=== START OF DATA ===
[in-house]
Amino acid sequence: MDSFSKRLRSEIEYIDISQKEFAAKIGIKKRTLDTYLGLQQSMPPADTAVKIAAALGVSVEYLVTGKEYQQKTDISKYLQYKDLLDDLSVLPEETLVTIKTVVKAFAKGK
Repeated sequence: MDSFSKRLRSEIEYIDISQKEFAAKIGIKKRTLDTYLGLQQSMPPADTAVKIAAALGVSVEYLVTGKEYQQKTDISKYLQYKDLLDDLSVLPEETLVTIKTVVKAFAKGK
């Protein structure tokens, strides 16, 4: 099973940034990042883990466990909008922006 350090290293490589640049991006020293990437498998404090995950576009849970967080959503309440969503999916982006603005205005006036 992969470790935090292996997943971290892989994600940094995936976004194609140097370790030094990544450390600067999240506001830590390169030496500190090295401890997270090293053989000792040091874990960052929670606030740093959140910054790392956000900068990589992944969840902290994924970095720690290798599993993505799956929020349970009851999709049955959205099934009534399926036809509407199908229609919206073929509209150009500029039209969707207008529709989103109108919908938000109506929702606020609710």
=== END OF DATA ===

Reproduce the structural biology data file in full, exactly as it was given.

[in-house]
Amino acid sequence: MDSFSKRLRSEIEYIDISQKEFAAKIGIKKRTLDTYLGLQQSMPPADTAVKIAAALGVSVEYLVTGKEYQQKTDISKYLQYKDLLDDLSVLPEETLVTIKTVVKAFAKGK
Repeated sequence: MDSFSKRLRSEIEYIDISQKEFAAKIGIKKRTLDTYLGLQQSMPPADTAVKIAAALGVSVEYLVTGKEYQQKTDISKYLQYKDLLDDLSVLPEETLVTIKTVVKAFAKGK
């Protein structure tokens, strides 16, 4: 099973940034990042883990466990909008922006 350090290293490589640049991006020293990437498998404090995950576009849970967080959503309440969503999916982006603005205005006036 992969470790935090292996997943971290892989994600940094995936976004194609140097370790030094990544450390600067999240506001830590390169030496500190090295401890997270090293053989000792040091874990960052929670606030740093959140910054790392956000900068990589992944969840902290994924970095720690290798599993993505799956929020349970009851999709049955959205099934009534399926036809509407199908229609919206073929509209150009500029039209969707207008529709989103109108919908938000109506929702606020609710």